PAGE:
I really don’t understand why most people in the Humanities insist on using Microsoft Word to write their material. Universities habituate their undergraduate humanities students to Word and they really ought to stop it. I recently got a shock to my anti-Word stance when I wrote an article and was looking to submit it to a journal that only takes MS Word format articles. The journal also had a really nasty custom citation format, which complicated it even further.
My bf introduced me to markdown, and I saw that others had used it for theirthesis or papers, and that it was possible to add citations and everything else academics needed, with the help of pandoc. It basically uses the power of LaTex to create your document, but you get to concentrate on writing, in a simple text editor. It looked clean and tidy, and appealed to the procrastinating, typography-loving, tools-and-gadgets geek in me. Or maybe I’m just an academic hipster.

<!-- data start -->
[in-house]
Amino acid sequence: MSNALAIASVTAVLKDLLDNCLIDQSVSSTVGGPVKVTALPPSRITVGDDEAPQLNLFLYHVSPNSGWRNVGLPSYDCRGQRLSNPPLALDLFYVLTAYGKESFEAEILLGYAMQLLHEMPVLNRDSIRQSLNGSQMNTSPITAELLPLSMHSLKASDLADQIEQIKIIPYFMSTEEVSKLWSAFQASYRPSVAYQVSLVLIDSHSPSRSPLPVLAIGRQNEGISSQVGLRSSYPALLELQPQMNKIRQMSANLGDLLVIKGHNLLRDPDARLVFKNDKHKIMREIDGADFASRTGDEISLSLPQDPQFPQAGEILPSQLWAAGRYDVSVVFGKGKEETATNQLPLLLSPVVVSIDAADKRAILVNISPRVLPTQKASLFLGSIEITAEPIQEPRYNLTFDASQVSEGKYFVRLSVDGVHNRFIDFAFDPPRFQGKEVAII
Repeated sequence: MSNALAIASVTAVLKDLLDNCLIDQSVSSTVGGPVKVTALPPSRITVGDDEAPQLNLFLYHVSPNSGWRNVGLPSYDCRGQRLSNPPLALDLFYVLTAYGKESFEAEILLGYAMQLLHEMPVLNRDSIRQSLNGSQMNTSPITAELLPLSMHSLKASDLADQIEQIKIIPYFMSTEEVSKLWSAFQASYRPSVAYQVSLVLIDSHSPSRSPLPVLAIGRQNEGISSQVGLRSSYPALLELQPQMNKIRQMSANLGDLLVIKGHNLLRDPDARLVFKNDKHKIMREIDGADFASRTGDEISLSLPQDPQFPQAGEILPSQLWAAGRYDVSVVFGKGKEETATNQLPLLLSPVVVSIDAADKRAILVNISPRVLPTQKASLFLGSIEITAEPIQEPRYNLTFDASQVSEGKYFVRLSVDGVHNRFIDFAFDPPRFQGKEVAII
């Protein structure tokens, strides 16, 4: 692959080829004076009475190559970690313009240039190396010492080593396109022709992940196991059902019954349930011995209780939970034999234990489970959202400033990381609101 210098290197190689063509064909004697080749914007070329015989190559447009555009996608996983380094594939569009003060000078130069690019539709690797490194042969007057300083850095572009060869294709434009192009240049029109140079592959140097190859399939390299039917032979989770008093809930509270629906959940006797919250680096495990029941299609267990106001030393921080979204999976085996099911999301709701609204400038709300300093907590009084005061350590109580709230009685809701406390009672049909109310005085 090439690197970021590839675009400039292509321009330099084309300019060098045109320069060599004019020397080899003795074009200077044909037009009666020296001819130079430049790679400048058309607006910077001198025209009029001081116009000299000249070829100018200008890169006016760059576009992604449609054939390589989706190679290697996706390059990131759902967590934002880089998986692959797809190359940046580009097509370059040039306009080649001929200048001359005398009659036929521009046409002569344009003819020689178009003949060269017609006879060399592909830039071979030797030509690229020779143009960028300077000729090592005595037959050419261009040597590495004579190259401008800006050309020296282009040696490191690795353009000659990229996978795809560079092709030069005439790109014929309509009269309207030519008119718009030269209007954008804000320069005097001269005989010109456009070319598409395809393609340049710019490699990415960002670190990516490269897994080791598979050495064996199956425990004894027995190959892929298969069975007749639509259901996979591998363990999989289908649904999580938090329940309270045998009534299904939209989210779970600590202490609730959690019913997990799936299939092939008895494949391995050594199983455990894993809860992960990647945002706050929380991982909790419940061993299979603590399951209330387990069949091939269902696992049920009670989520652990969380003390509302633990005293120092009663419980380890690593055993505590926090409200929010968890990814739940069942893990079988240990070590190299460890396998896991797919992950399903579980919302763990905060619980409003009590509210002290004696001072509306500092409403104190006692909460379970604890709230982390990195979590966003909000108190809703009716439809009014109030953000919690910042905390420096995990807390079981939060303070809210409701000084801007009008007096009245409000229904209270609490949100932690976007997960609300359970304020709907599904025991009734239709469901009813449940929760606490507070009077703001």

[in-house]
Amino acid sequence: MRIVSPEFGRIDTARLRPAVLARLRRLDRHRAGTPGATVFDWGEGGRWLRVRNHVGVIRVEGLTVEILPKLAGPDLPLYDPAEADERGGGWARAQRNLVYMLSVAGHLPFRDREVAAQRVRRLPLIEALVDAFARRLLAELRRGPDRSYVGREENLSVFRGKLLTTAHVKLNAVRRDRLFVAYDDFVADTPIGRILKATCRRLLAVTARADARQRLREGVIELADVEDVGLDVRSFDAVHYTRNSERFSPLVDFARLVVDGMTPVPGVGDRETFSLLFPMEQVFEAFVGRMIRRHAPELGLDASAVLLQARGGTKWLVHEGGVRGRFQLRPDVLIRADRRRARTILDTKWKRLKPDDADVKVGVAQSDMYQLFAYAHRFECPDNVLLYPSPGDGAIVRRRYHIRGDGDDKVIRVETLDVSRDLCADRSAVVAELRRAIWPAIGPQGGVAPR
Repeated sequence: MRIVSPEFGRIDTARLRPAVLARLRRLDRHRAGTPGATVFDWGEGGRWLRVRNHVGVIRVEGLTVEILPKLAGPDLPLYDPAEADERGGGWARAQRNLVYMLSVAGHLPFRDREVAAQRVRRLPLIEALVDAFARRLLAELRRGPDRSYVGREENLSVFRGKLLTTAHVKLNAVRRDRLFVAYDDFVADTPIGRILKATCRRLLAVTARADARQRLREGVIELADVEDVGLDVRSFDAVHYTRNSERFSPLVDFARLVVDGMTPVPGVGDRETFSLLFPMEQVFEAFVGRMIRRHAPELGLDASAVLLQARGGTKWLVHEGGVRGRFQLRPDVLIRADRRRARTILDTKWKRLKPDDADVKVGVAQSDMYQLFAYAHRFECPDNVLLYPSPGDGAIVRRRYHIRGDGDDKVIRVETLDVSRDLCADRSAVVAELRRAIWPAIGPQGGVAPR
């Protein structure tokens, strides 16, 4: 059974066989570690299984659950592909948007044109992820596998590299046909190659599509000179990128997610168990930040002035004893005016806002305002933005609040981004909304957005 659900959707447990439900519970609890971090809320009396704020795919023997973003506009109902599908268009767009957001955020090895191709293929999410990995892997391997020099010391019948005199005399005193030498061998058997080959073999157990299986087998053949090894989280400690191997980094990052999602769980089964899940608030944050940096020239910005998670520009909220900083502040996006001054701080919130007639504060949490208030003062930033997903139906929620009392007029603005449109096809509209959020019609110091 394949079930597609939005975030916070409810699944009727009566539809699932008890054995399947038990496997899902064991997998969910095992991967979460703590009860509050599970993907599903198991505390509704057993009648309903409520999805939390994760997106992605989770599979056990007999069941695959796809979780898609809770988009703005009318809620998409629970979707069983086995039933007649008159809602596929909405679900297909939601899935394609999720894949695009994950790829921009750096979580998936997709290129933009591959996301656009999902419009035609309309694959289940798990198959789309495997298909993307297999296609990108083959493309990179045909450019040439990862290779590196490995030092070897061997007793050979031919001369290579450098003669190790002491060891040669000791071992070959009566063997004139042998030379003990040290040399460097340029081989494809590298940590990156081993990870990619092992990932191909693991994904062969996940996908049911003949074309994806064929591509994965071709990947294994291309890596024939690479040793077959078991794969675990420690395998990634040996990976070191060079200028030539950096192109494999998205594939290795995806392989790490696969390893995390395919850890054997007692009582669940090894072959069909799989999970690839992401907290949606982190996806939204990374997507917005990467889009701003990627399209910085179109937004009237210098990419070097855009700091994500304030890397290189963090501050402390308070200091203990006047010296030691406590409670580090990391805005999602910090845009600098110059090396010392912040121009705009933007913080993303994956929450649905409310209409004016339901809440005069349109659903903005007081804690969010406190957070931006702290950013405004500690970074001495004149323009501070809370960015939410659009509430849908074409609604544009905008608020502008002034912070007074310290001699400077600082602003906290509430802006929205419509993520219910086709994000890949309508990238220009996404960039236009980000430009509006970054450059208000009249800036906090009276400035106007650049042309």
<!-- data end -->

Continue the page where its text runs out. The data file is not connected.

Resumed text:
As a newly-minted PhD student, I was talking with a friend about writing papers. “Use LaTeX”, he said. I thought he meant the rubbery material commonly found in lab gloves. But apparently not. LaTeX (pronounced “lay-tech”) is typesetting software that he used for writing papers.